Friday, October 07, 2011
Voters remain overwhelmingly convinced that most politicians won’t keep their campaign promises, but they’re a little less convinced that their elected officials deliberately lie.
A new Rasmussen Reports national telephone survey finds that only six percent (6%) of Likely U.S. Voters think most politicians keep the promises they make on the campaign trail. Eighty-four percent (84%) say most politicians don’t keep their campaign promises. Eleven percent (11%) are not sure. (To see survey question wording, click here.)
Among those who always vote Democratic, 20% believe most politicians keep their promises. Just one percent (1%) of those who always vote Republican agree.
However, voters overall are a little less cynical about why campaign promises are broken. Forty percent (40%) say it’s usually because the politicians deliberately make false promises, but a plurality (47%) now believes the promises are broken largely due to unforeseen events. Twelve percent (12%) are undecided.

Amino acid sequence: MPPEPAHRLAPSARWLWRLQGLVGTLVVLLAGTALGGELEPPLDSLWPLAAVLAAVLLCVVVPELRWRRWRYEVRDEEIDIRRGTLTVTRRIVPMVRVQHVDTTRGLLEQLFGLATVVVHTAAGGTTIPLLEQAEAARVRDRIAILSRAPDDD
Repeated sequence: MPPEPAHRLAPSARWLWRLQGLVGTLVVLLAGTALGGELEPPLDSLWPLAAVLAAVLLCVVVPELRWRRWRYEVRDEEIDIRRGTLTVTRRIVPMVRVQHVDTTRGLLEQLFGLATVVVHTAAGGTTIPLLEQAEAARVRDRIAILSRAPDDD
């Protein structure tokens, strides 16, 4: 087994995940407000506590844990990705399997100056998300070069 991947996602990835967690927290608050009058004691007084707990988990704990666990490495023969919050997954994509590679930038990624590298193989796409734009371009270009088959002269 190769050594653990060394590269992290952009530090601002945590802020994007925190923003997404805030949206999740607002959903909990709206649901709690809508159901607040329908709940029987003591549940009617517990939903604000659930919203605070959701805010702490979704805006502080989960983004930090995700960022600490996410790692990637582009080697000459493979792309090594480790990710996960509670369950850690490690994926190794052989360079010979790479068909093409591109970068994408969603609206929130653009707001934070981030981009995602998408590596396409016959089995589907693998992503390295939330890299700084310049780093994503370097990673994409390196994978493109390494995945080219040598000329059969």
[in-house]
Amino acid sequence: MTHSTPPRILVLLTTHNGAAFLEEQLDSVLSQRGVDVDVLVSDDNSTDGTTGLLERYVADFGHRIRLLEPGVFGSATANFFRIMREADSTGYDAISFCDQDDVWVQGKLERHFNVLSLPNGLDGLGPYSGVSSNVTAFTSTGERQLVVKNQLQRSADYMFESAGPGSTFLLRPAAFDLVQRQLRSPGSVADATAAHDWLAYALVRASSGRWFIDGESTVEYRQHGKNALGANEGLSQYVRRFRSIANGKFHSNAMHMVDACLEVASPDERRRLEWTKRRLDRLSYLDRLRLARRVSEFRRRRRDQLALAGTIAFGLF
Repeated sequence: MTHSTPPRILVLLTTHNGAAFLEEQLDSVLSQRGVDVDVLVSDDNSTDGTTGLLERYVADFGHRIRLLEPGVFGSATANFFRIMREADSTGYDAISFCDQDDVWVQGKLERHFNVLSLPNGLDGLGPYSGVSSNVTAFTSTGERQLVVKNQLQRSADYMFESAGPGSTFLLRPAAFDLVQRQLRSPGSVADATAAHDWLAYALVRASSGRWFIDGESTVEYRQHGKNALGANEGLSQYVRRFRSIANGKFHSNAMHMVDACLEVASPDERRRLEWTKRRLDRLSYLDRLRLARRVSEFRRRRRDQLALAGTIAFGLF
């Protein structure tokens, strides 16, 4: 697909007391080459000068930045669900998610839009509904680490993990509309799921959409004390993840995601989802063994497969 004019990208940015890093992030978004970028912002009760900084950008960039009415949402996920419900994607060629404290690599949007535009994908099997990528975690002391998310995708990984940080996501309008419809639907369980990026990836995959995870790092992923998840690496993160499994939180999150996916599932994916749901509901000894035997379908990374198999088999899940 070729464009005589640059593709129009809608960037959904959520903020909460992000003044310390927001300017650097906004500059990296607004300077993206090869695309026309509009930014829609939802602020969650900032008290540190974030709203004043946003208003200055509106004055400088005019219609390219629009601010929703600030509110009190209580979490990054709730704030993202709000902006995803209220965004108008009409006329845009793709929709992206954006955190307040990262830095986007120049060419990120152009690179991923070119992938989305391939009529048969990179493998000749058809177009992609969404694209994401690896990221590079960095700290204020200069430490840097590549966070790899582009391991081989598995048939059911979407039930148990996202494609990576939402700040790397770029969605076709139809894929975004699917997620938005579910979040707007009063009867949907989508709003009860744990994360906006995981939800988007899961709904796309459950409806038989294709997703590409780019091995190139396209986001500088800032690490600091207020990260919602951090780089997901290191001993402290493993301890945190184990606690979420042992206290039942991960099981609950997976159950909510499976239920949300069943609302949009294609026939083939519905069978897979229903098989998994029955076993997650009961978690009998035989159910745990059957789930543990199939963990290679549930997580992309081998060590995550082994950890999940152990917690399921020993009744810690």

Two years ago, voters were almost evenly divided on this question. But last year just before the election that upended Democratic control of the House and added Republicans to the Senate and many statehouses, voters believed by a 50% to 39% margin that campaign promises are usually broken because politicians make deliberately false promises to begin with.
Democratic voters are much more charitable than Republicans on this question. While 69% of those who always vote for a Democrat think campaign promises are usually broken due to unforeseen circumstances, 50% of those who always vote Republican disagree and think it’s because politicians make false promises on the campaign trail. Forty-five percent (45%) of those who vote for equal numbers of Republicans and Democrats share the latter view.
The survey of 1,000 Likely Voters was conducted on October 4-5, 2011 by Rasmussen Reports. The margin of sampling error is +/- 3 percentage points with a 95% level of confidence. Field work for all Rasmussen Reports surveys is conducted by Pulse Opinion Research, LLC. See methodology.Rasmussen subscribers can log in to read the rest of this article.
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